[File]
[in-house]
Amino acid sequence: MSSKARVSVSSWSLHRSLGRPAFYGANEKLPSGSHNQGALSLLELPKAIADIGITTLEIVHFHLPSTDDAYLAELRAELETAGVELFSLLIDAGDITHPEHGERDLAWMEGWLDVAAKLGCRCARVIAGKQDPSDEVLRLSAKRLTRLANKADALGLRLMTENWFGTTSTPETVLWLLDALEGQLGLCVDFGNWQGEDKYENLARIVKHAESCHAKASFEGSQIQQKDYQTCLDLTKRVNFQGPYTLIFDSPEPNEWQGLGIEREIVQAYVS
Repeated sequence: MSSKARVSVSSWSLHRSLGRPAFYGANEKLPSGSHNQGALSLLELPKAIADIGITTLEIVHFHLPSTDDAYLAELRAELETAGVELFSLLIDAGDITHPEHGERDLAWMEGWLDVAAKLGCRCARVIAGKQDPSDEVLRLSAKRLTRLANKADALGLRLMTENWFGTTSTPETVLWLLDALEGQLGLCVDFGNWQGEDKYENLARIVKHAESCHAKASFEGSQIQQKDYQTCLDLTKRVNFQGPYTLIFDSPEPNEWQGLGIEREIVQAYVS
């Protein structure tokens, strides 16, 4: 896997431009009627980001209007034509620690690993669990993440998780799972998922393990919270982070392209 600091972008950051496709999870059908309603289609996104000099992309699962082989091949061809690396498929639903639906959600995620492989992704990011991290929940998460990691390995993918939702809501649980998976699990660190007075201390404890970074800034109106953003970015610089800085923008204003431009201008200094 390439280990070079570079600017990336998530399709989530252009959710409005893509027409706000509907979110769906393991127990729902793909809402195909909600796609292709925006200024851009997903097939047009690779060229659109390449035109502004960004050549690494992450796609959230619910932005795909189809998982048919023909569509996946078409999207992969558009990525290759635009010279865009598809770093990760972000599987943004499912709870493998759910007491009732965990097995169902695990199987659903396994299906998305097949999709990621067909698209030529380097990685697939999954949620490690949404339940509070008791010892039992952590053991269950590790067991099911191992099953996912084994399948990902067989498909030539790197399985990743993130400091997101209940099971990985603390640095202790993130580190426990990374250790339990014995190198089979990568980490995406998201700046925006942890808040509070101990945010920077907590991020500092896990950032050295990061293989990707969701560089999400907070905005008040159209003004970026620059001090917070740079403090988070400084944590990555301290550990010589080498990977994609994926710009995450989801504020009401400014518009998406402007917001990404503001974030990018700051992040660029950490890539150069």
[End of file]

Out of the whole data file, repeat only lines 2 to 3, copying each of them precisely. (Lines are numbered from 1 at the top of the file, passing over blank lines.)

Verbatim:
Amino acid sequence: MSSKARVSVSSWSLHRSLGRPAFYGANEKLPSGSHNQGALSLLELPKAIADIGITTLEIVHFHLPSTDDAYLAELRAELETAGVELFSLLIDAGDITHPEHGERDLAWMEGWLDVAAKLGCRCARVIAGKQDPSDEVLRLSAKRLTRLANKADALGLRLMTENWFGTTSTPETVLWLLDALEGQLGLCVDFGNWQGEDKYENLARIVKHAESCHAKASFEGSQIQQKDYQTCLDLTKRVNFQGPYTLIFDSPEPNEWQGLGIEREIVQAYVS
Repeated sequence: MSSKARVSVSSWSLHRSLGRPAFYGANEKLPSGSHNQGALSLLELPKAIADIGITTLEIVHFHLPSTDDAYLAELRAELETAGVELFSLLIDAGDITHPEHGERDLAWMEGWLDVAAKLGCRCARVIAGKQDPSDEVLRLSAKRLTRLANKADALGLRLMTENWFGTTSTPETVLWLLDALEGQLGLCVDFGNWQGEDKYENLARIVKHAESCHAKASFEGSQIQQKDYQTCLDLTKRVNFQGPYTLIFDSPEPNEWQGLGIEREIVQAYVS